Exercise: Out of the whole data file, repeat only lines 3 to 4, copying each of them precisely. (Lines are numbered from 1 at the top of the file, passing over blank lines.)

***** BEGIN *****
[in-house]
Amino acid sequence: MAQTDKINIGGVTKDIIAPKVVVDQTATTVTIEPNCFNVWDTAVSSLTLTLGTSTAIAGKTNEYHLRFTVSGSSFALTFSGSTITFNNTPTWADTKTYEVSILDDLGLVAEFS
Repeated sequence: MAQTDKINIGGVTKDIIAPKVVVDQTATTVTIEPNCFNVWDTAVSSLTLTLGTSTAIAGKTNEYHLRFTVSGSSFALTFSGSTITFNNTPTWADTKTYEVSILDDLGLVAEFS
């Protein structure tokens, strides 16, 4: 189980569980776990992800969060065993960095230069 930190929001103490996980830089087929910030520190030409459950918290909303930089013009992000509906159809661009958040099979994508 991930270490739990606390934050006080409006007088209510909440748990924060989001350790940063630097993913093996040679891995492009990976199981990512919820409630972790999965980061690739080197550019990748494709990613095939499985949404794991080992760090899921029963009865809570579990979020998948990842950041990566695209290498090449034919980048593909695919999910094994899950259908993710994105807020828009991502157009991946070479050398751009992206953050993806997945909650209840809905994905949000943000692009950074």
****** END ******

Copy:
Repeated sequence: MAQTDKINIGGVTKDIIAPKVVVDQTATTVTIEPNCFNVWDTAVSSLTLTLGTSTAIAGKTNEYHLRFTVSGSSFALTFSGSTITFNNTPTWADTKTYEVSILDDLGLVAEFS
């Protein structure tokens, strides 16, 4: 189980569980776990992800969060065993960095230069 930190929001103490996980830089087929910030520190030409459950918290909303930089013009992000509906159809661009958040099979994508 991930270490739990606390934050006080409006007088209510909440748990924060989001350790940063630097993913093996040679891995492009990976199981990512919820409630972790999965980061690739080197550019990748494709990613095939499985949404794991080992760090899921029963009865809570579990979020998948990842950041990566695209290498090449034919980048593909695919999910094994899950259908993710994105807020828009991502157009991946070479050398751009992206953050993806997945909650209840809905994905949000943000692009950074």